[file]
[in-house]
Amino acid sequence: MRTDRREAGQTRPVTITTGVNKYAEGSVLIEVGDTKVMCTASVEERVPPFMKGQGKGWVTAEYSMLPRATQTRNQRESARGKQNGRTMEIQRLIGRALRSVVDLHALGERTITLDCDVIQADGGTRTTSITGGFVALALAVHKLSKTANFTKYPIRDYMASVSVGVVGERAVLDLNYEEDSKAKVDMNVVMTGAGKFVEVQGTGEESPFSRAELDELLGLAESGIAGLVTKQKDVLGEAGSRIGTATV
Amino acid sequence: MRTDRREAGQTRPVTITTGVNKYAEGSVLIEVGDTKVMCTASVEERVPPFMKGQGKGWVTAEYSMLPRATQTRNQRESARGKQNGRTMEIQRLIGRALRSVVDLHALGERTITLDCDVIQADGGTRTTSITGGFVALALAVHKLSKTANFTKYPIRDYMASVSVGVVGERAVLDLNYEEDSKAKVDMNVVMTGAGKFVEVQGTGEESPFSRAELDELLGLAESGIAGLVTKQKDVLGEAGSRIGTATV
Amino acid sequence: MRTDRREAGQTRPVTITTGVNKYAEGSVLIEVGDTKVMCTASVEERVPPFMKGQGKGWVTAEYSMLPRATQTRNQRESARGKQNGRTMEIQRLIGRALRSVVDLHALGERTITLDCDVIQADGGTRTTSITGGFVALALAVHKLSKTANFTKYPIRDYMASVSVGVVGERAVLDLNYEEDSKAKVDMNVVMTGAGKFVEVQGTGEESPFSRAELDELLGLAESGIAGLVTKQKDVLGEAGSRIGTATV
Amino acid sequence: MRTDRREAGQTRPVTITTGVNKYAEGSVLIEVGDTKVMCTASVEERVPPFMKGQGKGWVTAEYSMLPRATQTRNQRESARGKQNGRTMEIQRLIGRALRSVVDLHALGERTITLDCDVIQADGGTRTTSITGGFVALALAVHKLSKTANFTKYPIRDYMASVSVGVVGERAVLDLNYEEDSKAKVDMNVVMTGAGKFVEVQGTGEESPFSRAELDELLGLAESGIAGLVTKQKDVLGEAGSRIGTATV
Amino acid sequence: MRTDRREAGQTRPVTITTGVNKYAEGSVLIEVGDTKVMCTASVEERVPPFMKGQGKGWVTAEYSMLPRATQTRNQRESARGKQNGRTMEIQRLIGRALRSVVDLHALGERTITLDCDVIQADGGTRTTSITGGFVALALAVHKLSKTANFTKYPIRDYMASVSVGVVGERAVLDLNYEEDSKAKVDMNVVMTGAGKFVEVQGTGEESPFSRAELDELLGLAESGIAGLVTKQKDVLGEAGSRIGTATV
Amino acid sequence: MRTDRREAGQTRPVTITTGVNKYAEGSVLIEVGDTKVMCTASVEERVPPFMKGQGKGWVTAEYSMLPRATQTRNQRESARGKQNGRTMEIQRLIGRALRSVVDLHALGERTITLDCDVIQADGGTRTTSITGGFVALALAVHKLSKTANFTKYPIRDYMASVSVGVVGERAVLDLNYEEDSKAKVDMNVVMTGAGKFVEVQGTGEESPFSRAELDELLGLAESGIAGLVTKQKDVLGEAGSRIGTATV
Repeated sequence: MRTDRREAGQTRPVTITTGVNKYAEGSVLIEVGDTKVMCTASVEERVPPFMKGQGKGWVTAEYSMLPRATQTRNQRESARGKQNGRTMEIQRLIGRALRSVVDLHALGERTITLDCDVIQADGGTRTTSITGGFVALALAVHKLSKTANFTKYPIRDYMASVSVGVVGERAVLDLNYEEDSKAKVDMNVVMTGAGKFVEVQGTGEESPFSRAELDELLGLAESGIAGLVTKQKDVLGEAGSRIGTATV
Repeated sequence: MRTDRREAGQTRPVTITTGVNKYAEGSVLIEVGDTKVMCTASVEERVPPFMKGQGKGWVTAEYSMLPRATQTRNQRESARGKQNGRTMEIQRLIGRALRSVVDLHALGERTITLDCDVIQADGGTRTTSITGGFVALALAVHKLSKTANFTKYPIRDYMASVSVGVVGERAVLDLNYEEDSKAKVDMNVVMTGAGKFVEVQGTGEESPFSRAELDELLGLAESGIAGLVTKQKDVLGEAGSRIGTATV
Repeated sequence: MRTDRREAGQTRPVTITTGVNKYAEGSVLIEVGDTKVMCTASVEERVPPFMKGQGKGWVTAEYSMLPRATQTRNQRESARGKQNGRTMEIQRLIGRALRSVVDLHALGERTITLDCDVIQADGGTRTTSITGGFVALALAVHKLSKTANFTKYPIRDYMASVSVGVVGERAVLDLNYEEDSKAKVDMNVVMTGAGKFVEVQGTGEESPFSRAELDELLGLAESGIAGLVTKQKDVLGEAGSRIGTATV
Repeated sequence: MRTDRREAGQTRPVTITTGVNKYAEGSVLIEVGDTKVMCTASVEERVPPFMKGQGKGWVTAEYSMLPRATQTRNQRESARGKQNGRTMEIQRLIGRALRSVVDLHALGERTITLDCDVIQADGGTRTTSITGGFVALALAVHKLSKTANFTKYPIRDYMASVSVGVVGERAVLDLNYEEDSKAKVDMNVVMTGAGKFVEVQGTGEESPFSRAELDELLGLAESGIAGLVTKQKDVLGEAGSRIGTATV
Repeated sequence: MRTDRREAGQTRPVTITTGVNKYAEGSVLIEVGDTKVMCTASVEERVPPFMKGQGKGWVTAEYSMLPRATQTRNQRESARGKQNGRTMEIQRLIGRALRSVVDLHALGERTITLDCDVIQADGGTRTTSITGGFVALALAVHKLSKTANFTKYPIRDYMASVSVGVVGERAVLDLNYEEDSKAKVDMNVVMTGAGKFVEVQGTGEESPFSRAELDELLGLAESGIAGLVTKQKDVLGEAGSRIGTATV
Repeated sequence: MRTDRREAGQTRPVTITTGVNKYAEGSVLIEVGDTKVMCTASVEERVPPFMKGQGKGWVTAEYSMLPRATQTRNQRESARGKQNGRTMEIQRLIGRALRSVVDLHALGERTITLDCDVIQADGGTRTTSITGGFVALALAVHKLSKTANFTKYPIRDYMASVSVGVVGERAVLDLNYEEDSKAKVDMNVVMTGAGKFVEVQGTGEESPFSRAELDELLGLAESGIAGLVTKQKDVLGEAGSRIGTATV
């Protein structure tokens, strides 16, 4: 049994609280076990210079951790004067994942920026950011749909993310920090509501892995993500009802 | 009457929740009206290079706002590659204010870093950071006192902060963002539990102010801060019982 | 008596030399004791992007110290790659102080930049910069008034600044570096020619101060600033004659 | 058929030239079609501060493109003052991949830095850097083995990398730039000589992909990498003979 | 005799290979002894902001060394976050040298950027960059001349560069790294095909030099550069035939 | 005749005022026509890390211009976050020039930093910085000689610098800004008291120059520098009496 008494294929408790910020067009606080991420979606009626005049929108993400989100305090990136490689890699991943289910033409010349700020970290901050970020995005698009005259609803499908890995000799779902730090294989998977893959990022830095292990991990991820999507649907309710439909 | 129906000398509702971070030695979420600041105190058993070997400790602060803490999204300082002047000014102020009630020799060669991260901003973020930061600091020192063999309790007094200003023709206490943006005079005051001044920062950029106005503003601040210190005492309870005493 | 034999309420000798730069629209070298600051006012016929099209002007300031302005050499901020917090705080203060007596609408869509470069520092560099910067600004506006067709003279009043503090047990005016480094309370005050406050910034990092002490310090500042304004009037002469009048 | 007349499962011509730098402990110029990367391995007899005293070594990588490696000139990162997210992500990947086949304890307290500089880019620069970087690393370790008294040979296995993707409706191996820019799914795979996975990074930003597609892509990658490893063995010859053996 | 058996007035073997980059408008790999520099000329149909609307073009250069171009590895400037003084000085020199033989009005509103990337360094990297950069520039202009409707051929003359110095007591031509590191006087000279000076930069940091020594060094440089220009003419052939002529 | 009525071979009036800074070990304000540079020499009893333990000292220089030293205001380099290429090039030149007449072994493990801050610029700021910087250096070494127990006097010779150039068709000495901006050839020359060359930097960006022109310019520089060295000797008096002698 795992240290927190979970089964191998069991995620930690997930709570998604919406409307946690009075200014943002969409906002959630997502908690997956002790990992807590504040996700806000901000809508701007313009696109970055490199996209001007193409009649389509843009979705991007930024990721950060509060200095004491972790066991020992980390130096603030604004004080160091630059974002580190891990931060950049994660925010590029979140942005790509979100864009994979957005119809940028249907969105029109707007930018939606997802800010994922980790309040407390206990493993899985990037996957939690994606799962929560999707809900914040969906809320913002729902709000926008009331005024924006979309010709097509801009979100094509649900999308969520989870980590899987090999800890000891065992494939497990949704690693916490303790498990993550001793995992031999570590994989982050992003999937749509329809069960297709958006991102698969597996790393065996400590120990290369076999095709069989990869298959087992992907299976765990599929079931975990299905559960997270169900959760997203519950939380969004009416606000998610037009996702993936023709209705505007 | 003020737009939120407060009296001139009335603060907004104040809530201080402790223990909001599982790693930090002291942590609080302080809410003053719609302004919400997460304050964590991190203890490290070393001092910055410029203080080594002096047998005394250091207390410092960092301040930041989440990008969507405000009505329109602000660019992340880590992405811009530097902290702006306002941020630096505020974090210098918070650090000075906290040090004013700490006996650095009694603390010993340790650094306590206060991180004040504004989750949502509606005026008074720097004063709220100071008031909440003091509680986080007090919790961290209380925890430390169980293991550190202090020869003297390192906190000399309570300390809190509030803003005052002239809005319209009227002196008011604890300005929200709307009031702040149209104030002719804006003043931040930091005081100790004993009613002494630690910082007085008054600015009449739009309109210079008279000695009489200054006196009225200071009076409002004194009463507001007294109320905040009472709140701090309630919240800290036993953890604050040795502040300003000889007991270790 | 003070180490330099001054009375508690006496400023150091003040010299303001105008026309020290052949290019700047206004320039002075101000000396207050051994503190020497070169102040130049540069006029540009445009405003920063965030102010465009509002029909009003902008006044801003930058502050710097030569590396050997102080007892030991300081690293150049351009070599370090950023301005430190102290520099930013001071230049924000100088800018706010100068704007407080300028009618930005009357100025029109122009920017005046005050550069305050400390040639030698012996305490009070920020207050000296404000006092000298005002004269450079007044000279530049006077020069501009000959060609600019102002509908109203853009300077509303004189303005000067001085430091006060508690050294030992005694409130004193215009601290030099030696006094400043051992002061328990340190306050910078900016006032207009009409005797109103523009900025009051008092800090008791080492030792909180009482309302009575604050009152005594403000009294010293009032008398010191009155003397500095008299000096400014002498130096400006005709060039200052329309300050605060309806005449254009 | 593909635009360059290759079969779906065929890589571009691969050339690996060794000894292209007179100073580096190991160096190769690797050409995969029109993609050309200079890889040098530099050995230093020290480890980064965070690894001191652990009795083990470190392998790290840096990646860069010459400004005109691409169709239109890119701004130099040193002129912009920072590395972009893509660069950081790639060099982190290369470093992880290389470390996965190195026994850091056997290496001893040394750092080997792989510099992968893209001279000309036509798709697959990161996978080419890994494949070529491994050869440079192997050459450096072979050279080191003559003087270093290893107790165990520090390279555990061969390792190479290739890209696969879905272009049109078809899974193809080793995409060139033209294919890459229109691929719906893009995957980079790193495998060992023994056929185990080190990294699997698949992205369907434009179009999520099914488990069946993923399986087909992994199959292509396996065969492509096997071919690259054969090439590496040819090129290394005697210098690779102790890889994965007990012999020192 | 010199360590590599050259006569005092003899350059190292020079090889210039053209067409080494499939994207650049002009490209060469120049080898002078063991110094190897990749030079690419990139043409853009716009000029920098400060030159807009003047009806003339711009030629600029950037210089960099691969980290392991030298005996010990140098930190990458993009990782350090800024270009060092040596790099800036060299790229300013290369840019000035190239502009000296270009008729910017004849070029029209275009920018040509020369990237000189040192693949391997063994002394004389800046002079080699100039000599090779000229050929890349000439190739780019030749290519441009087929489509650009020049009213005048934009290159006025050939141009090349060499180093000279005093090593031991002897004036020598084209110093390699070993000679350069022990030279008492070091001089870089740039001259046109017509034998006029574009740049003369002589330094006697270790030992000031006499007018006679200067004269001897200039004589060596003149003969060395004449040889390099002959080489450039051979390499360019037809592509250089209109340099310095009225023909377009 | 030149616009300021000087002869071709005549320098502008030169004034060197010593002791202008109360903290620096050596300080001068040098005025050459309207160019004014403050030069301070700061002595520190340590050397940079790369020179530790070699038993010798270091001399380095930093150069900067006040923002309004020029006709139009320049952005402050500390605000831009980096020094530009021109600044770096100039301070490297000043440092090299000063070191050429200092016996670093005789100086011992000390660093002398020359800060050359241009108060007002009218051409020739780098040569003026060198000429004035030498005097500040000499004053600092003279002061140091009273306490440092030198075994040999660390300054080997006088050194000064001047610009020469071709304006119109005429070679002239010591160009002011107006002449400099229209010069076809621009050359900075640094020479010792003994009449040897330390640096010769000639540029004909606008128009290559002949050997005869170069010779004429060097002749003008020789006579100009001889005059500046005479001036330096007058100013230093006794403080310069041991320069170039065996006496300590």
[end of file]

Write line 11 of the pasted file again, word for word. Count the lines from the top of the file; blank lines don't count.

Repeated sequence: MRTDRREAGQTRPVTITTGVNKYAEGSVLIEVGDTKVMCTASVEERVPPFMKGQGKGWVTAEYSMLPRATQTRNQRESARGKQNGRTMEIQRLIGRALRSVVDLHALGERTITLDCDVIQADGGTRTTSITGGFVALALAVHKLSKTANFTKYPIRDYMASVSVGVVGERAVLDLNYEEDSKAKVDMNVVMTGAGKFVEVQGTGEESPFSRAELDELLGLAESGIAGLVTKQKDVLGEAGSRIGTATV